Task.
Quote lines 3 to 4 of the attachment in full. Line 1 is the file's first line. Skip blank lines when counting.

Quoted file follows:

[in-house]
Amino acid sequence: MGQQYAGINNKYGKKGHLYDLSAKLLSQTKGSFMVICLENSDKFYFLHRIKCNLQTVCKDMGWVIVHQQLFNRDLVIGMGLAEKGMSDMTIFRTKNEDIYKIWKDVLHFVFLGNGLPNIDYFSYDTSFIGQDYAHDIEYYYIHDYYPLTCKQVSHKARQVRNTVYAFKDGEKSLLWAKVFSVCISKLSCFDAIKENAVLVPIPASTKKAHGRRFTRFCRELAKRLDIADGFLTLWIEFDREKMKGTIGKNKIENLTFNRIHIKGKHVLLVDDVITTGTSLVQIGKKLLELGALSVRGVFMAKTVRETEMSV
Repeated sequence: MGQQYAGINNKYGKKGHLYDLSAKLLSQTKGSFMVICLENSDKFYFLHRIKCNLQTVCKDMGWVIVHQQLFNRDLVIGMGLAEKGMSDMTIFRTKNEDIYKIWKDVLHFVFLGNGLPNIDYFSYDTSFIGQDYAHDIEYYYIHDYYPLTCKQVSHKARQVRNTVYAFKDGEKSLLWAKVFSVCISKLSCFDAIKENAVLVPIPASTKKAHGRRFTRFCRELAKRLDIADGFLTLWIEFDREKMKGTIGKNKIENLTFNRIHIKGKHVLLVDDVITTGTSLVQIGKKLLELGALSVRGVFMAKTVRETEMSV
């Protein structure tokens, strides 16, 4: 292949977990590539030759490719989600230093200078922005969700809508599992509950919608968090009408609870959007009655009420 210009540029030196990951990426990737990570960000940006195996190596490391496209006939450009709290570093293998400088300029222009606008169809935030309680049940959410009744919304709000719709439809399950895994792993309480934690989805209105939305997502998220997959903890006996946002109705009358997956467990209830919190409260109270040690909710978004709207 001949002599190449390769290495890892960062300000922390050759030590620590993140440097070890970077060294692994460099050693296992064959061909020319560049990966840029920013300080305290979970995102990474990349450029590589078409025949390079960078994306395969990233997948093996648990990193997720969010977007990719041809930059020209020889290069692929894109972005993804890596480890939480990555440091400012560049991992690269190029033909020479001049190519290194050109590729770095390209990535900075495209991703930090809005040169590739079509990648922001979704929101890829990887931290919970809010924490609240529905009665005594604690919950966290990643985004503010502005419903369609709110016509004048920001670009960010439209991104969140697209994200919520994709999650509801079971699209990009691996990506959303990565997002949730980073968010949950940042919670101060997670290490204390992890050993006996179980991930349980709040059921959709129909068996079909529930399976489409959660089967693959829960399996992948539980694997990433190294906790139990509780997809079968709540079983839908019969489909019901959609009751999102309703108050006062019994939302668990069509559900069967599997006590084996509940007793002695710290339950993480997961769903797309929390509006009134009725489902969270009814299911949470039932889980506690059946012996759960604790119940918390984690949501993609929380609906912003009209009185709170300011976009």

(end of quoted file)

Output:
Repeated sequence: MGQQYAGINNKYGKKGHLYDLSAKLLSQTKGSFMVICLENSDKFYFLHRIKCNLQTVCKDMGWVIVHQQLFNRDLVIGMGLAEKGMSDMTIFRTKNEDIYKIWKDVLHFVFLGNGLPNIDYFSYDTSFIGQDYAHDIEYYYIHDYYPLTCKQVSHKARQVRNTVYAFKDGEKSLLWAKVFSVCISKLSCFDAIKENAVLVPIPASTKKAHGRRFTRFCRELAKRLDIADGFLTLWIEFDREKMKGTIGKNKIENLTFNRIHIKGKHVLLVDDVITTGTSLVQIGKKLLELGALSVRGVFMAKTVRETEMSV
């Protein structure tokens, strides 16, 4: 292949977990590539030759490719989600230093200078922005969700809508599992509950919608968090009408609870959007009655009420 210009540029030196990951990426990737990570960000940006195996190596490391496209006939450009709290570093293998400088300029222009606008169809935030309680049940959410009744919304709000719709439809399950895994792993309480934690989805209105939305997502998220997959903890006996946002109705009358997956467990209830919190409260109270040690909710978004709207 001949002599190449390769290495890892960062300000922390050759030590620590993140440097070890970077060294692994460099050693296992064959061909020319560049990966840029920013300080305290979970995102990474990349450029590589078409025949390079960078994306395969990233997948093996648990990193997720969010977007990719041809930059020209020889290069692929894109972005993804890596480890939480990555440091400012560049991992690269190029033909020479001049190519290194050109590729770095390209990535900075495209991703930090809005040169590739079509990648922001979704929101890829990887931290919970809010924490609240529905009665005594604690919950966290990643985004503010502005419903369609709110016509004048920001670009960010439209991104969140697209994200919520994709999650509801079971699209990009691996990506959303990565997002949730980073968010949950940042919670101060997670290490204390992890050993006996179980991930349980709040059921959709129909068996079909529930399976489409959660089967693959829960399996992948539980694997990433190294906790139990509780997809079968709540079983839908019969489909019901959609009751999102309703108050006062019994939302668990069509559900069967599997006590084996509940007793002695710290339950993480997961769903797309929390509006009134009725489902969270009814299911949470039932889980506690059946012996759960604790119940918390984690949501993609929380609906912003009209009185709170300011976009």